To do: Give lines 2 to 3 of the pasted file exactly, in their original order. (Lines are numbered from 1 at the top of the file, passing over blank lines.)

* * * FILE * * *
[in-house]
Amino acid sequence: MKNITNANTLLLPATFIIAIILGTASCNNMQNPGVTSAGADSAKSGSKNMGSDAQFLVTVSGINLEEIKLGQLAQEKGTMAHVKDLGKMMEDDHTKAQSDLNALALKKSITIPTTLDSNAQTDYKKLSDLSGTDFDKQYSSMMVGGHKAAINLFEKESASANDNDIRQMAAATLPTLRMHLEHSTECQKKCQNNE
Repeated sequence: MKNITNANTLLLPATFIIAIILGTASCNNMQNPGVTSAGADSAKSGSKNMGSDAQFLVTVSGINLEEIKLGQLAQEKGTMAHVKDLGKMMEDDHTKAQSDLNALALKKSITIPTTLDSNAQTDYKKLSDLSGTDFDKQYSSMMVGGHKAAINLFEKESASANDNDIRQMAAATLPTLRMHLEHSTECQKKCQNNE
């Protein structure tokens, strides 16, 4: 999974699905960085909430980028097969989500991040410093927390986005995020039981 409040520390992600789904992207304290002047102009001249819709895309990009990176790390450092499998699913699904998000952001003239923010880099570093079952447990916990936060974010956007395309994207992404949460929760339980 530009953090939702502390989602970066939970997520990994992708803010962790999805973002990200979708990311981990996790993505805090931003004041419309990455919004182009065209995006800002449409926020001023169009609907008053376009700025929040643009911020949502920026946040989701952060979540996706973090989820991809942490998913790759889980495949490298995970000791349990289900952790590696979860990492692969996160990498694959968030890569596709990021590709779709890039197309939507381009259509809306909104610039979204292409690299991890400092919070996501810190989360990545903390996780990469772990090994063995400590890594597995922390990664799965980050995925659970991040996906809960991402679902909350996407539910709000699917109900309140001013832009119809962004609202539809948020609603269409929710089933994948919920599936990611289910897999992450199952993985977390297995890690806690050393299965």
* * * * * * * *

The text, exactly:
Amino acid sequence: MKNITNANTLLLPATFIIAIILGTASCNNMQNPGVTSAGADSAKSGSKNMGSDAQFLVTVSGINLEEIKLGQLAQEKGTMAHVKDLGKMMEDDHTKAQSDLNALALKKSITIPTTLDSNAQTDYKKLSDLSGTDFDKQYSSMMVGGHKAAINLFEKESASANDNDIRQMAAATLPTLRMHLEHSTECQKKCQNNE
Repeated sequence: MKNITNANTLLLPATFIIAIILGTASCNNMQNPGVTSAGADSAKSGSKNMGSDAQFLVTVSGINLEEIKLGQLAQEKGTMAHVKDLGKMMEDDHTKAQSDLNALALKKSITIPTTLDSNAQTDYKKLSDLSGTDFDKQYSSMMVGGHKAAINLFEKESASANDNDIRQMAAATLPTLRMHLEHSTECQKKCQNNE